Of course, if altruism evolves by group selection, then altruistic individuals are more fit than selfish individuals in the total population, all things considered. The same will be true for the genes that code for the individual behaviors. This is how altruism can be made to appear as a form of selfishness, whenever it evolves by group selection. To use that as an argument against group selection is a fallacy, pure and simple. It is easy enough to see this in retrospect, but consider these two passages from Weinstein’s mentor, Richard Alexander:

In 1966 [George C.] Williams published a book criticizing what he called “some current evolutionary thought,” in which he set out the general argument against “group selection” and chastised biologists for invoking selection uncritically at whatever level seemed convenient. William’s book was the first truly general argument that selection is hardly ever effective on anything but the heritable genetic units of “genetic replicators” (Dawkins 1978) contained in the genotypes of individuals. (Alexander 1978: 36)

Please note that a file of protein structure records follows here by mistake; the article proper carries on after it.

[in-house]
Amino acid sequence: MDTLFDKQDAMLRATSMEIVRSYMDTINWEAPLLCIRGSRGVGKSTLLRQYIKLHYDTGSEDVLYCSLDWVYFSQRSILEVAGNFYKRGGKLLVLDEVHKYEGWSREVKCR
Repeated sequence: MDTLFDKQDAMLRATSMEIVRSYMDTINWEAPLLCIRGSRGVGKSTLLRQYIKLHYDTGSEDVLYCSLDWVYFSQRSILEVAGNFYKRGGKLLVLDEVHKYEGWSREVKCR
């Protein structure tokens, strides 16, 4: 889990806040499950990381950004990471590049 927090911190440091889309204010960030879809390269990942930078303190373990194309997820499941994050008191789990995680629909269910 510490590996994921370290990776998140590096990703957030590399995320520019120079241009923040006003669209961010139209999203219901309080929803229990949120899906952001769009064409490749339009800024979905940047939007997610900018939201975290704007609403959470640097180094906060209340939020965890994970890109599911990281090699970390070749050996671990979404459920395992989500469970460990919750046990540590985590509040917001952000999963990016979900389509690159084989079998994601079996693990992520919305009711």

I suspect that nearly all humans believe it is a normal part of the functioning of every human individual now and then to assist someone else in the realization of that person’s own interests to the actual net expense of those of the altruist. What this “greatest intellectual revolution of the century” tells us is that, despite our intuitions, there is not a shred of evidence to support this view of beneficence, and a great deal of convincing theory suggests that any such view will eventually be judged false. (Alexander 1987: 3).

In the first passage, Alexander erroneously treats the gene’s eye view of evolution as an argument against group selection. He can’t see the third configuration. In the second passage, he denies the possibility that the evolution of beneficence can be explained at face value, without needing to re-describe it as a form of selfishness.

This is the legacy that Weinstein must find the flexibility to go beyond on the topic of group selection. That said, I admire him and what he stands for in most other respects.